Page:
If you need a little break from the "All Michael, All The Time" nonsense that is currently sucking up airtime on every bleedin' television station from coast to coast, and you need a bit of a giggle, go meander your mind over to Sarah Palin's Facebook page, and read what messages your fellow 'Merkins have written to Saint Sarah.

It would appear that the majority of her fans are flexing their uneducated writing skills, chomping at the bit to support her petty and vindictive public flounce out of the governor's mansion and into the wild blue yonder of her narcissistic personality disorder. And a more swirling, illogical, misspelled and ungrammatical flood of blind and misguided adoration you would have a hard time finding in the blogosphere, let me tell ya.

Meanwhile, our intrepid Alaskan bloggers and Huffington Post contributors Shannyn Moore and Ak Muckraker are going strong in the face of ridiculous threats of slander suits from the Palin camp. Shannyn is making halibut ceviche and Ak is attending backyard barbecues in the face of this legal folderol, clearly maintaining what is known in the politically correct corporate world as a "work/life balance".

And good for them, I say. Would that Sarah Palin could have done the same thing.

It would appear that Ms. Palin is all for free speech if you are a misguided, half-assed, deposed California beauty queen, but if you are actually exercising that right in criticism of her...no, not so much. Call the lawyers and start them composing blue-backs to help protect the Fairy Princess of the Wilderness from those meaniepoos.

And the truth is, she ASKED for this. She made herself, and her family, with all purpose, public figures. She did it to herself. And what made her think that she would somehow be immune to the kind of public scrutiny and its attending ridicule that every public figure, since time immemorial, has suffered? Did she think that an allowance would be made for her?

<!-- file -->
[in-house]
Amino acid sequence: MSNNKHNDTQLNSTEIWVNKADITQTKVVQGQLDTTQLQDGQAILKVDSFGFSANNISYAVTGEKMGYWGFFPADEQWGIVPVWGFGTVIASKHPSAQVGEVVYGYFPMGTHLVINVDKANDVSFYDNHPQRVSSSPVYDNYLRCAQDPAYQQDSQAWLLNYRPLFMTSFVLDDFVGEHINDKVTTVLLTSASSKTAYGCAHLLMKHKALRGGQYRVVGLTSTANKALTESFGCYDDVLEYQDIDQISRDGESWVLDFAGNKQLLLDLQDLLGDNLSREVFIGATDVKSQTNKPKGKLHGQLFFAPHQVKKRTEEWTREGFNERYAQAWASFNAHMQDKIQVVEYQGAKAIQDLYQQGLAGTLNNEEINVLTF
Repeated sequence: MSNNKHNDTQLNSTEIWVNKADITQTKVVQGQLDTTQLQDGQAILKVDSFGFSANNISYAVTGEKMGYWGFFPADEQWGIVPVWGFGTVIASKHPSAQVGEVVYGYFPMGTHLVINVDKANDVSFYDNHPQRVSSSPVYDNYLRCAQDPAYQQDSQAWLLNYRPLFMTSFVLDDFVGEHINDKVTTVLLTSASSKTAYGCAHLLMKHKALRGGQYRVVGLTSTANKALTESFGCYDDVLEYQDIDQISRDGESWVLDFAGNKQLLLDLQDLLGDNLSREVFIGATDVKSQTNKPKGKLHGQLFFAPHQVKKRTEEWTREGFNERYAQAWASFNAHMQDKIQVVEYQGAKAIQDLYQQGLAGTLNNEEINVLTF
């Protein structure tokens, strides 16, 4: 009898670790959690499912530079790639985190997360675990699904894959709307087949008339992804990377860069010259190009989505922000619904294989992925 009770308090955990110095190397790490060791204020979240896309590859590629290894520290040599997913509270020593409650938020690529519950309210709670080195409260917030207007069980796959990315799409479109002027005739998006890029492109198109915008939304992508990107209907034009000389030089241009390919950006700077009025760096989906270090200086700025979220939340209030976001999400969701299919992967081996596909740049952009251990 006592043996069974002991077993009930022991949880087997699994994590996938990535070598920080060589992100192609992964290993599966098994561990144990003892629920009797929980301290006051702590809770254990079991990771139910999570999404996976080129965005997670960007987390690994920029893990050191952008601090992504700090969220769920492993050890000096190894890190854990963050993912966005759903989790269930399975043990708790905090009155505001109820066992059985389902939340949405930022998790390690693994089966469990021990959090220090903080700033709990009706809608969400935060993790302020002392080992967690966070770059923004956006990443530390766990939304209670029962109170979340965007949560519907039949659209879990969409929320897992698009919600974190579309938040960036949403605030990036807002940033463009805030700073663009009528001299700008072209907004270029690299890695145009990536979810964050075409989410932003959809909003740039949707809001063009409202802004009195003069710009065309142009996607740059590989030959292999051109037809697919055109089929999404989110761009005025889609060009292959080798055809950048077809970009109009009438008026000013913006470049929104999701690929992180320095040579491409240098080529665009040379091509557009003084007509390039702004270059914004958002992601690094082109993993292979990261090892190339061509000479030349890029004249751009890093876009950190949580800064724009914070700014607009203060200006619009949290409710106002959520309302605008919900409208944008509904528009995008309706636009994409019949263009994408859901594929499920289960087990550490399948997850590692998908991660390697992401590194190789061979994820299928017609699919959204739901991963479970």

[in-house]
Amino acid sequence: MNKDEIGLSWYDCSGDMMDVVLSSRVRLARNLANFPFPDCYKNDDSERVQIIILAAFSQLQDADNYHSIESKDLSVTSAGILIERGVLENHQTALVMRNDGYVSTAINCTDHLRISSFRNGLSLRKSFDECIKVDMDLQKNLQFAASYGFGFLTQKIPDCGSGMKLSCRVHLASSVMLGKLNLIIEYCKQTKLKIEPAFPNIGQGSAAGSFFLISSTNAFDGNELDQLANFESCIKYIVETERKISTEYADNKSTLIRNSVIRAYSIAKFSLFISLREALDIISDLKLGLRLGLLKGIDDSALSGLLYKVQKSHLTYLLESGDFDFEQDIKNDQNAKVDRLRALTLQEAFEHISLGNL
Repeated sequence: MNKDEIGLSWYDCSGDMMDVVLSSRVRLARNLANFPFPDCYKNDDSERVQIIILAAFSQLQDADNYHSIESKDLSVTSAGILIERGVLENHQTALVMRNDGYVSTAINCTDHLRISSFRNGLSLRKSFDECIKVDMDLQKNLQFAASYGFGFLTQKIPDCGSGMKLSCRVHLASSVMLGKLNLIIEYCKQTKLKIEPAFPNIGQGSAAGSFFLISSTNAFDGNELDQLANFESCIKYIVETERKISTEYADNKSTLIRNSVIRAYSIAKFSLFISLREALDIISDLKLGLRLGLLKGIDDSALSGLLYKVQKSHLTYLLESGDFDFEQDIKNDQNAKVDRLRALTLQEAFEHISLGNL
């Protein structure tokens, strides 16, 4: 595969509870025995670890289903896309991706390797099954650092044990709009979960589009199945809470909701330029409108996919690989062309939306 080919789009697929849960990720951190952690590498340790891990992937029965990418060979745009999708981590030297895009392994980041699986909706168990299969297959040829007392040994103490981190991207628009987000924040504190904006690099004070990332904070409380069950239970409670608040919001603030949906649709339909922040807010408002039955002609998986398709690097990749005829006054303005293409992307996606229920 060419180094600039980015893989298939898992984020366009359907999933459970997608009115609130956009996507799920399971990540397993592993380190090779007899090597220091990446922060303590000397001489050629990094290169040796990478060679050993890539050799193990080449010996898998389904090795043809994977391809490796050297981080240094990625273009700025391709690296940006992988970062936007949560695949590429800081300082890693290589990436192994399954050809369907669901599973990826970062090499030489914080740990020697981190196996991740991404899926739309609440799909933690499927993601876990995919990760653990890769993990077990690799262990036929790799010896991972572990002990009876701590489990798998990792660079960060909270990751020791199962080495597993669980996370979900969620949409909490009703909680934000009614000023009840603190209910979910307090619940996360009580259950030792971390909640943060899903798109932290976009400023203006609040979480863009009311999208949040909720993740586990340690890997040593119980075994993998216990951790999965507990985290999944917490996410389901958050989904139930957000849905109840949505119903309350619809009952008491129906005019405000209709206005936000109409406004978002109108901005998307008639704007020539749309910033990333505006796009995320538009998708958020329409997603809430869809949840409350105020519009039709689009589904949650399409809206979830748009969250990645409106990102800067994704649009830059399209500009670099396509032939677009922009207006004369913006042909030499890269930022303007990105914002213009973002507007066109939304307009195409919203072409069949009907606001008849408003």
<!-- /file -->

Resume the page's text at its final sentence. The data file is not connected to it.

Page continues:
And what is it with Republican women? Do they not get the concept of "contractual obligation"? Miss California gets canned because she won't get her ass to contracted public appearances, and St. Sarah bows out, mid-term, from her obligations as the duly-elected governor of Alaska and decides to take her show on the road because it's not fun for her anymore and David Letterman makes jokes about her daughters? You were mean to me, so I'm going home to my pretty pink bedroom to lick my wounds?

I mean, PLEASE. Are they incapable of seeing anything, save a pregnancy, to completion?

What intelligent life form could actually buy into this shit?

She is a living, breathing joke, and if she thought that she would be able to deflect the public ridicule by stepping down, she was sorely mistaken, because now the likes of George Freakin' Will is disparaging her.

I don't know about you, but I'm poppin' the popcorn--this is only going to get better.

Happy Independence Day!

Until we are all free, we are none of us free.

--Emma Lazarus